Population and community-level rarity have opposing effects on pollinator visitation and seed set
Brown, Kaitlyn; Gilbert, Benjamin (2020), Population and community-level rarity have opposing effects on pollinator visitation and seed set, Dryad, Dataset, https://doi.org/10.5061/dryad.8sf7m0cj7
- When can small, isolated populations overcome the negative consequences of rarity? Despite considerable effort to understand threats to rare species, few studies consider how community context alters these threats. Plant-pollinator interactions offer the opportunity to test the effect of community context on rare species success, as plant-pollinator dynamics are thought to be influenced by neighboring plants, both through competition for pollinators (reducing success in small populations) and attraction of potential pollinators (increasing success in small populations). Here, we test these predictions by experimentally decoupling community-level rarity (relative abundance) from population-level rarity (population size) in experimental two-species fragments.
- We created experimental plant communities varying independently in population rarity (population size) and community rarity (relative abundance) of two annual plant species. We isolated plant roots to eliminate resource competition. We then compared the effects of population size vs. relative abundance on pollinator visitation rates and an estimate of seed production.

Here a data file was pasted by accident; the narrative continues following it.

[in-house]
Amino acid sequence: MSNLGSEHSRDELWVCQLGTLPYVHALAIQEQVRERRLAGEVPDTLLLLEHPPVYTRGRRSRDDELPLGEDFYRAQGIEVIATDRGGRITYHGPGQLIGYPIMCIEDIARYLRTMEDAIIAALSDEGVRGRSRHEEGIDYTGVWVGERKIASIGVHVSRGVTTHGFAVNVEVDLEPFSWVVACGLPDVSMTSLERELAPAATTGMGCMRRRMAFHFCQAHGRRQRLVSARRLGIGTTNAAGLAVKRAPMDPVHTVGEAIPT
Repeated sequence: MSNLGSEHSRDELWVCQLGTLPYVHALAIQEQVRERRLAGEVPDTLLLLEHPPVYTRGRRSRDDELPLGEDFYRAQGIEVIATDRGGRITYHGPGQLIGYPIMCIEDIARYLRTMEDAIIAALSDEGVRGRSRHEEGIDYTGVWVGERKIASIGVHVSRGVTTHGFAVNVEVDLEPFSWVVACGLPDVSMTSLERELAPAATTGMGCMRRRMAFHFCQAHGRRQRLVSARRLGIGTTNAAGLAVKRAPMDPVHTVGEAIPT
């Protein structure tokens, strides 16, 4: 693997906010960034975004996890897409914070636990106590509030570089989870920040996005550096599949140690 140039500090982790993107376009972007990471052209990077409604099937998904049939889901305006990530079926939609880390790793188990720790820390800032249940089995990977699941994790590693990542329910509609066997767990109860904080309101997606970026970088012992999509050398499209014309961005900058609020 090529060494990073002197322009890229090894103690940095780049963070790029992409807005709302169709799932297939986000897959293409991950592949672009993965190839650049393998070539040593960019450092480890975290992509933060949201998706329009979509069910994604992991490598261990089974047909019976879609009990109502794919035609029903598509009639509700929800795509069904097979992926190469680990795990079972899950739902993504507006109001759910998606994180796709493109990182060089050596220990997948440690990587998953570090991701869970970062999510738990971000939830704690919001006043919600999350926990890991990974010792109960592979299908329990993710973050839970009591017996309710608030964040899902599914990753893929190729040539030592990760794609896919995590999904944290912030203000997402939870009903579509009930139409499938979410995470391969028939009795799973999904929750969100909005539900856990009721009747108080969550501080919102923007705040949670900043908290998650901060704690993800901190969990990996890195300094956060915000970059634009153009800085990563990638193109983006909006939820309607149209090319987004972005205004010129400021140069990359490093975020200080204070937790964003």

- Both species had greatest pollinator visitation in large populations, but the negative effects of population rarity on visitation were partially offset when the neighboring species was more abundant – community rarity offset the impacts of population rarity for the most common group of pollinators, solitary bees. These visitation trends impacted seed production for one species. When at low relative abundance, Polanisia dodecandra had higher seed set, matching increased visitation by solitary bees. Chamaecrista fasciculata showed no change in seed production with population- or community level rarity.
- Synthesis: Our results suggest that the surrounding community can offset the negative effects of low absolute abundance on fitness when neighboring species are more abundant, and may ultimately maintain diversity even in fragmented ecological communities.
Natural Sciences and Engineering Research Council of Canada, Award: Discovery Grant
Natural Sciences and Engineering Research Council of Canada, Award: CGS-M